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The impact of a single hail storm injury in combination with bacterial spot caused by Xanthomonas campestris pv. vesicatoria was assessed on three commercial pepper (Capsicum annuum) cultivars—King Arthur, Jupiter, and Rebell. In addition, the effectiveness of copper plus maneb sprays on hail-damaged plants to suppress bacterial spot was evaluated. A hail storm of ≈5-min duration severely damaged and defoliated the pepper plants. Severe bacterial spot was observed 10 days later on all plants. Disease ratings taken 2 weeks after the hail storm were significantly greater than ratings before the storm. Unsprayed plots of all three cultivars had the greatest disease and the least yield. Plots sprayed weekly (7-day schedule) had a significantly greater yield and less disease compared to unsprayed and biweekly sprayed (14-day schedule) plots for all three cultivars. The combination of hail damage and bacterial spot resulted in a 6-fold reduction in yield in the absence of copper plus maneb sprays and a 2-fold reduction with weekly sprays when compared to the previous season with no hail injury, but similar levels of bacterial spot disease. Disease ratings were less and yields were greater for `King Arthur', than for `Jupiter' and `Rebell'. A judicious copper plus maneb spray program can suppress bacterial spot and help recovery of a young pepper crop when hail damage occurs.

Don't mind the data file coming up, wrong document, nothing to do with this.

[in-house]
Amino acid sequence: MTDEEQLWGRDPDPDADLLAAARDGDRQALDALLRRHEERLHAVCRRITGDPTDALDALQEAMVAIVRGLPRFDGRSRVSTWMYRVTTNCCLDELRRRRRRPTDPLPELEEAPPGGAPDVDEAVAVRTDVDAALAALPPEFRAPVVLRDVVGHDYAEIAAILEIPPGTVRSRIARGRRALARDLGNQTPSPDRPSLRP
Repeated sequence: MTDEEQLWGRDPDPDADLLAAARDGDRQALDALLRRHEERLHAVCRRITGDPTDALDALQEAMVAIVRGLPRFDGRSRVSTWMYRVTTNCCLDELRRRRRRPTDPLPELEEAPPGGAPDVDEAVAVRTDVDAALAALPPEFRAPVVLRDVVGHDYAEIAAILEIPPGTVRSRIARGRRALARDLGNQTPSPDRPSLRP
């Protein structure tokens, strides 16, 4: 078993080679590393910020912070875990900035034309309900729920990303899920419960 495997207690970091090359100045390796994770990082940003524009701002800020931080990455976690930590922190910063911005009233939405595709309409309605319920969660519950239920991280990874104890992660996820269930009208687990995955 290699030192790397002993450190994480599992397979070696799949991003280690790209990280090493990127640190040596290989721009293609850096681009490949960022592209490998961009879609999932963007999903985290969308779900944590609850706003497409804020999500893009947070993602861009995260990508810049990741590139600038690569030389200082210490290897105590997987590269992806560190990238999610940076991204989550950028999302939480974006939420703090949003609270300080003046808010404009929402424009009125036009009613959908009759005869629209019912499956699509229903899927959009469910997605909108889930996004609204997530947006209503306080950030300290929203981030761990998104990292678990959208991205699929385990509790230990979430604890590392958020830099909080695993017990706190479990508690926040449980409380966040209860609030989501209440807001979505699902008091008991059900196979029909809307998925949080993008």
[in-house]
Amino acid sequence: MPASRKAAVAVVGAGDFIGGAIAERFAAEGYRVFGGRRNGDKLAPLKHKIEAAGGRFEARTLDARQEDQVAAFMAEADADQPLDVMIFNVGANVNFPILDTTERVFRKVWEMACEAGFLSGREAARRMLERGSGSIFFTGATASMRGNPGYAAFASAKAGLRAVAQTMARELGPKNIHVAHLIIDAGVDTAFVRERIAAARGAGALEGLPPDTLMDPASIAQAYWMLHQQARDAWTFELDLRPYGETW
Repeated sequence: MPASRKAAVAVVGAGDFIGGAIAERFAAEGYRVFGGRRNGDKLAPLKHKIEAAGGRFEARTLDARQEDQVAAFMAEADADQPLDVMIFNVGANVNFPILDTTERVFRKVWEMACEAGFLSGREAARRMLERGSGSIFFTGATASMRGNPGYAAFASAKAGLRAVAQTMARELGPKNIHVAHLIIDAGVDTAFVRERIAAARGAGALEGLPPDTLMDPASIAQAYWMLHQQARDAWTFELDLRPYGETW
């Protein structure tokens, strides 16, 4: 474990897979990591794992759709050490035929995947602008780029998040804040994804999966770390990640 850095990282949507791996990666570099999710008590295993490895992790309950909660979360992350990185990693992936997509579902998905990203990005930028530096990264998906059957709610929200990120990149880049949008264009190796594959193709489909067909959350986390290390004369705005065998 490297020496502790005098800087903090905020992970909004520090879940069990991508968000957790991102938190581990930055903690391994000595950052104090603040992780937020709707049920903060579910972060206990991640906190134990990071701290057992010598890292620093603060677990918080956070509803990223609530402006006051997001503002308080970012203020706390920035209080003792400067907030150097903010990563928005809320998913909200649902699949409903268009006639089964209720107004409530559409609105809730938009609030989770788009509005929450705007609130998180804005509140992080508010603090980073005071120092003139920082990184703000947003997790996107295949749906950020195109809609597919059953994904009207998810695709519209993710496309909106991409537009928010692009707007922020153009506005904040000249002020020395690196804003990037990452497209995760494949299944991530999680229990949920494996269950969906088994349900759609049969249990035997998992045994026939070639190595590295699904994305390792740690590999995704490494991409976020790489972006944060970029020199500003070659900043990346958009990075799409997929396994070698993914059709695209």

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Field trials were conducted at Hermiston, Ore., from 1995 through 1998, to determine impact of stand loss and plant damage at different growth stages on yield of onions (Allium cepa) grown for dehydration. Stand reduction (0%, 20%, 40%, 60%, 80%) and foliage damage (0%, 25%, 50%, 75%, 100%) treatments were applied at three-, six-, nine-, and twelve-leaf onion growth stages. Although average bulb weight increased as stand was reduced, marketable, cull, and total yields decreased as stand reduction increased (plant population decreased) at all plant growth stages. Bulb weight was not changed by up to 100% foliage removal at the three-leaf stage. At the six- and twelve-leaf stages, weight was reduced when ≥50% of the foliage was removed. The most severe response occurred at the nine-leaf stage. At the three-leaf stage, yield was not affected by foliage damage. At the six-leaf growth stage, yield was reduced by 75% or more foliage loss, but at the nine- and twelve-leaf stages, ≥50% foliage removal reduced expected yields. As with bulb weight, the impact of foliage removal on yield was most severe at the nine-leaf growth stage.

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U.S. crop loss from hail damage amounted to $246,443,391 in 1991. Premiums paid for hail insurance was $403,742,507. Despite the magnitude of this industry, the effects of varying levels of hail injury at different stages of plant growth is largely unknown for many vegetable crops. To further evaluate the effects of hail on strawberries, watermelons, and sweet corn, several studies were established in 1991 and 1992. Simulated hail applications were made at different rates and stages of crop growth. Total yields and marketable yields of strawberries were reduced by hail applications. All hail treatments reduced the number of marketable watermelons, except for the vegetative size light hail treatment in 1991. In 1992, the early treatments caused the most total yield reduction. All hail treatments reduced the percentage of marketable ears of sweet corn, except for the light application in the 13th leaf stage (early vegetative) in 1991. In 1992, additional treatments consisting of clipping all leaves were conducted. Clipping leaves at the early silking stage reduced marketable ears, indicating the loss of foliage adversely affected the growth of the ear. Clipping leaves just prior to harvest reduced the yield of Jubilee, but not Silver Queen.

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